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9/20/2009 10:23:27 AM
Posted: 7 years ago
It depends on what you are looking for.

Generally, our method of searching for things does encounter this paradox.

1. The existence of something is discovered, but the characteristics unknown.
2. The thing is studied, and new information is gathered.

In this situation, we don't have to search for anything that we know the answer to, because the discoveries will be novel.

The problems occur when the existence of something is questionable to begin with.

For example: God, fairies, ghosts, spirits, vampires, etc.

We "know" characteristics of these things, but we're unsure as to the actual existence of them. Meno's paradox applies to this situation well. It indicates that we should not be searching for things if we are even 1% unsure of the existence of them.

The only other possible condition of learning in which Meno's Paradox exists, is when the characteristics of something are debatable. In this situation, we can say that for all intents and purposes, the existence is called into question as well.

Examples are Beauty, morality, justice, etc.

I don't buy into the crap about a world of ideals. That's a cop out for not being able to explain things.

Beauty, Morality, and Justice do not inherently exist, but we experience them as if though they do. They are illusions of the human species, because our senses don't always dictate that something is objectively real. In thinking of beauty, each individual person has a different picture in his head. It is subjective, and has no objective, physical correlation in the real world.

Thus, we encounter Meno's paradox when we try to search for an objective truth where an objective truth does not exist. Another illustration that this Meno guy was pretty smart.

In short, the only times in which we should focus on searching out information, is when we are positive of the existence of something, because in that situation, we can study its characteristics without the prior knowledge of what characteristics it may have.
: At 5/2/2010 2:43:54 PM, innomen wrote:
It isn't about finding a theory, philosophy or doctrine and thinking it's the answer, but a practical application of one's experiences that is the answer.

: At 10/28/2010 2:40:07 PM, jharry wrote: I have already been given the greatest Gift that anyone could ever hope for [Life], I would consider myself selfish if I expected anything more.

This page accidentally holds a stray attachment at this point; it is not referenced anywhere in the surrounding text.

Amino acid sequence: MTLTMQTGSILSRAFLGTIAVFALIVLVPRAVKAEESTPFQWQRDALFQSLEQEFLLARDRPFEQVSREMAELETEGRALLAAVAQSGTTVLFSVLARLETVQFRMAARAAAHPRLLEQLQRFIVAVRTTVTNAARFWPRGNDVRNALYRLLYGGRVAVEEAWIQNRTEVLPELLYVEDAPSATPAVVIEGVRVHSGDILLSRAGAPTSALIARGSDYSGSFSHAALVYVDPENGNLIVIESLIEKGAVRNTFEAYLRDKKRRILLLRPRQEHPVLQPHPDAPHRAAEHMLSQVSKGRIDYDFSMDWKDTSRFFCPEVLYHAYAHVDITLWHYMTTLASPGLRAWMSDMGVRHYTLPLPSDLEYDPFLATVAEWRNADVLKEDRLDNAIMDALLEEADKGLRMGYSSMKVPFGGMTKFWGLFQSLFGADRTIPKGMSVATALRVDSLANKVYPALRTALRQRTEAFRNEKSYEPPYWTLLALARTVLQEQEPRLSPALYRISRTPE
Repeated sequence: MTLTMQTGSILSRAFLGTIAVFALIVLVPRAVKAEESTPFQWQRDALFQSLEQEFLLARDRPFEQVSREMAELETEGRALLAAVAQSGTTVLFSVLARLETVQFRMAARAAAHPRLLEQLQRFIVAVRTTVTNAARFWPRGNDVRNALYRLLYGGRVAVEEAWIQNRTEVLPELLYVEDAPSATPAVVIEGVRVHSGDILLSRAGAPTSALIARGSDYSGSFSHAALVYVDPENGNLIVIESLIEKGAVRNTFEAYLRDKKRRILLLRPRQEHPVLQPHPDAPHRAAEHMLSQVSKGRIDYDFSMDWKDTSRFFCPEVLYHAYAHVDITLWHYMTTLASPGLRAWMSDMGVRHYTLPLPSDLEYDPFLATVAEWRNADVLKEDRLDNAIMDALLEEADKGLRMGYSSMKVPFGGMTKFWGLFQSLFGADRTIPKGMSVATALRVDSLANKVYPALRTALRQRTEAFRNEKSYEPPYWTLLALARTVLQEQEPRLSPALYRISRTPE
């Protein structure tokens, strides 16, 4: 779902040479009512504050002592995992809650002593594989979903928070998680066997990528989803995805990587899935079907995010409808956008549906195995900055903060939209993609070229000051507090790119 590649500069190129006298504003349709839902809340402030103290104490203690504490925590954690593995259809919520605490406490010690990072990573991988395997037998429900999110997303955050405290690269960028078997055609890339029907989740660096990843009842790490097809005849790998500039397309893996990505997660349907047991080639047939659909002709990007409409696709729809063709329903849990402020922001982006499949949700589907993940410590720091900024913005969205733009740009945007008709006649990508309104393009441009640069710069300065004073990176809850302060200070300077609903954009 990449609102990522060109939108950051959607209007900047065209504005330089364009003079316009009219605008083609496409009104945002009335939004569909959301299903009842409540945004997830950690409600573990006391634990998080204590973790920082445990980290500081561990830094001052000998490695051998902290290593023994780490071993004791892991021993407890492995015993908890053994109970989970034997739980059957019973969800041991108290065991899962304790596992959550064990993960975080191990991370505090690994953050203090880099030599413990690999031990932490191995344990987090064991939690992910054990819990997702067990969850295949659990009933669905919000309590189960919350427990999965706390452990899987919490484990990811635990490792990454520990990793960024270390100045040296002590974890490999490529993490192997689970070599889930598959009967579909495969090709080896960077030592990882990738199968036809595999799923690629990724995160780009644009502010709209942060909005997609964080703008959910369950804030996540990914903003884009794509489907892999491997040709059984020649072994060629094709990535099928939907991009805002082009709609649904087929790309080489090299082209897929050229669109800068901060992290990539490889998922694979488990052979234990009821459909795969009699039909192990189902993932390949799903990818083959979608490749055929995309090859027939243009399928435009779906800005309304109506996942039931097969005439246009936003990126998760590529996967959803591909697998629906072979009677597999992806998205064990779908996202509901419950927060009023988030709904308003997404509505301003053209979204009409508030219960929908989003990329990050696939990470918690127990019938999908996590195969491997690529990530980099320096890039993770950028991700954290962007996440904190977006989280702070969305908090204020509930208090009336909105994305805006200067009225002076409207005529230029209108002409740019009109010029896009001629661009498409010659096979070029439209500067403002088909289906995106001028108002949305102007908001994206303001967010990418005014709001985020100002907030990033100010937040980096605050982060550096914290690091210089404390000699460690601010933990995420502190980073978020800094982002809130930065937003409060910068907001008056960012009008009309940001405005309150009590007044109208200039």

Kleptin
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9/20/2009 10:24:52 AM
Posted: 7 years ago
Edit:

Generally, our method of searching for things does NOT encounter this paradox.
: At 5/2/2010 2:43:54 PM, innomen wrote:
It isn't about finding a theory, philosophy or doctrine and thinking it's the answer, but a practical application of one's experiences that is the answer.

: At 10/28/2010 2:40:07 PM, jharry wrote: I have already been given the greatest Gift that anyone could ever hope for [Life], I would consider myself selfish if I expected anything more.
Danielle
Posts: 21,330
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9/20/2009 11:12:54 AM
Posted: 7 years ago
I don't reject the idea that evolution alone has allowed for us to have
some sort of internal knowledge. For instance, we have the basic
instinct for survival and our bodies do great things for us, i.e. nerve
receptors to alert us via pain when we touch something hot, etc. As far
as answering the paradox goes, JBlake came up with something good:

We must first locate a problem, then seek the answers of it through
research (and the scientific method). The problem is, how do we find the
question to be asked? Well, one way is by simply observing our
surroundings. Another way that I believe is by contemplation. Socrates'
own example provides evidence for this. How would Socrates have the
knowledge of the question but for contemplation? His curiosity on the
matter shows that we are indeed capable of finding questions through
contemplation. Once we have located a question we move to answering it
as outlined before, using logic and reason.

Obviously I am against any way of thinking that attributes absolute
answers to the paranormal, deities, etc. I agree with JBlake that through
contemplation (wonder) or noticing problems we can begin to find practical
solutions using the scientific method. I am also obviously against using only
the empiricist way of thinking: That all of our knowledge comes from experience.
That is simply BS.

To conclude, I really appreciate this Ayn Rand quote about Virtue
(since that's what Socrates was trying to understand in the play) --> Man has
a single basic choice: to think or not, and that is the gauge of his virtue. Moral
perfection is an unbreached rationality—not the degree of your
intelligence, but the full and relentless use of your mind, not the
extent of your knowledge, but the acceptance of reason as an absolute.
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Ragnar_Rahl
Posts: 19,297
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9/20/2009 1:07:53 PM
Posted: 7 years ago
The paradox is the fallacy of equivocation. Knowledge that tells you what subject field seems to have a pattern that relates to what you're looking for is not necessarily sufficient knowledge to no longer need to look for it. "I know x" or "I do not know x" is not a binary choice. "I know some attributes of x but not others."
It came to be at its height. It was commanded to command. It was a capital before its first stone was laid. It was a monument to the spirit of man.